1/2 cup chopped carrots

1/2 cup chopped celery

1/2 cup chopped onions

1/2 cup chopped potatoes

2 quarts water or broth

1/2 cup tomato paste

1 15.5-ounce can of beans

1/4 pound ground beef (optional)

1 tablespoon flour

1 teaspoon dried parsley

1 teaspoon dried basil

Salt and pepper to taste


Fry carrots, celery, onions, and ground beef in bottom of soup pot with vegetable oil. When carrots are tender, add water, beans, tomato paste, dried parsley, and dried basil and boil until flavors mingle, about 20 minutes. Dissolve flour in 1 tablespoon water and pour in soup to thicken. Add salt and pepper to taste. Makes about 4 servings.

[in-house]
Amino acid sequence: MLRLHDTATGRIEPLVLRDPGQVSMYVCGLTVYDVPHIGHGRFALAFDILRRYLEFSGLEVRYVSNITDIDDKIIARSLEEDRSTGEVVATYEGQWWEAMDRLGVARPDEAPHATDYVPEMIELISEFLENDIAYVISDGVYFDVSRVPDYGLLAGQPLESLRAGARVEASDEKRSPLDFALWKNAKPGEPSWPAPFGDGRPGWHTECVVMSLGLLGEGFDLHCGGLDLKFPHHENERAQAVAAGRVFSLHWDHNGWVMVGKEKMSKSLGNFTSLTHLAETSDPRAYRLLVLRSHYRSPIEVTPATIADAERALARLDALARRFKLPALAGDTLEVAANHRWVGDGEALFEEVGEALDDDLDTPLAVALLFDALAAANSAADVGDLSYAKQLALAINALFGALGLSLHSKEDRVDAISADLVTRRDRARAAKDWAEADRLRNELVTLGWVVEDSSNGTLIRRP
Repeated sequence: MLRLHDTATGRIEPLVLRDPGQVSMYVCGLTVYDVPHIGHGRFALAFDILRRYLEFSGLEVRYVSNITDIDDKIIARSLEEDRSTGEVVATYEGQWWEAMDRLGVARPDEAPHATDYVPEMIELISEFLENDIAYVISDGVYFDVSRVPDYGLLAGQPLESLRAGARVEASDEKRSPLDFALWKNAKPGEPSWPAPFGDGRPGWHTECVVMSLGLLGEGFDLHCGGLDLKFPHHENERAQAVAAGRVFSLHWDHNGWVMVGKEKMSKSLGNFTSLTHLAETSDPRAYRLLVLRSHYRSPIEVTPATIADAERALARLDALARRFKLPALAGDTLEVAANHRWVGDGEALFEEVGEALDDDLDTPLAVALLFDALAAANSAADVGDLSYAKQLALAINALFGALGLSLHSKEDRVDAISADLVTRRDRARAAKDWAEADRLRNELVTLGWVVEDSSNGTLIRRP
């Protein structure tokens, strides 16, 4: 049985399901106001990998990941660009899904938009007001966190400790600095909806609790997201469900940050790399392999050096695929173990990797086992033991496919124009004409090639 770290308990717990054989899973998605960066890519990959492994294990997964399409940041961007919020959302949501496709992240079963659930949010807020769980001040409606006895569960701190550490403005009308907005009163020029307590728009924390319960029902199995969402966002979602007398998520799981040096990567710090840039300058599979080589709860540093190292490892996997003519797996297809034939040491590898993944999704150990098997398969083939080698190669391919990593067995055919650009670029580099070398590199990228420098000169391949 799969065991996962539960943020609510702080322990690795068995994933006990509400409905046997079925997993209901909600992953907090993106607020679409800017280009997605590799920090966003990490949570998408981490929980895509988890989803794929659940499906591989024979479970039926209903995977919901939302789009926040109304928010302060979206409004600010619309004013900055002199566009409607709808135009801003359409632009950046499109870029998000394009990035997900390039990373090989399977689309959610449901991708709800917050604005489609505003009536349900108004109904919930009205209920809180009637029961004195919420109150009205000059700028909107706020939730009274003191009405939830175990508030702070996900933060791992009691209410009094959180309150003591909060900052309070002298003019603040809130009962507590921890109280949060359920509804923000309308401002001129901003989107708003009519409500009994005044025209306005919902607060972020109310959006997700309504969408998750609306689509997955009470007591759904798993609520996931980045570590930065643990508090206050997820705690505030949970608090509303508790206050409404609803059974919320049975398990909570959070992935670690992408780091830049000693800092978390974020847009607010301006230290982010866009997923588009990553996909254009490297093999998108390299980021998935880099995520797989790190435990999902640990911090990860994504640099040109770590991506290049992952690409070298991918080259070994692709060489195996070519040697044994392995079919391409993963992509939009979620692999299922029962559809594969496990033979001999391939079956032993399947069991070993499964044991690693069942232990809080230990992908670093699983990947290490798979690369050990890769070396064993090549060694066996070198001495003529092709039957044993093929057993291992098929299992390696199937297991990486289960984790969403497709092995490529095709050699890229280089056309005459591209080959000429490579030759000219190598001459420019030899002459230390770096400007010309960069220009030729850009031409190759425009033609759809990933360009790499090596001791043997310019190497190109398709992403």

Quinoa Salad

This recipe was inspired by the quinoa salad served at Chancellor Grimson’s welcoming celebration and by Thomas B. Thompson ’13’s frequent dish of “poteets,” a portmanteau of “potato” and “beets.”

The beets dye the quinoa a pinkish-purple color, as well as your bodily waste, so don’t be concerned if there’s some red in your toilet bowl the next day.

Quinoa is a non-traditional grain that has more protein than wheat and is also gluten free.

Cooking time: 30 minutes


1 cup quinoa

2 cups water or vegetable broth

1 beet, finely diced

1 onion, chopped

2 tablespoons vegetable oil

1/2 cup dried cranberries

Salt and pepper to taste


Add quinoa and water to pot and heat until boiling, then reduce to simmer. The quinoa is cooked when the entire grain is soft, with no hard center. Sauté the diced beet and onion with the vegetable oil. When the beet is tender, add mixture to cooked quinoa as well as the dried cranberries. Mix thoroughly and season to taste. Serves two to four.

Moosewood’s Six Minute Vegan Chocolate Cake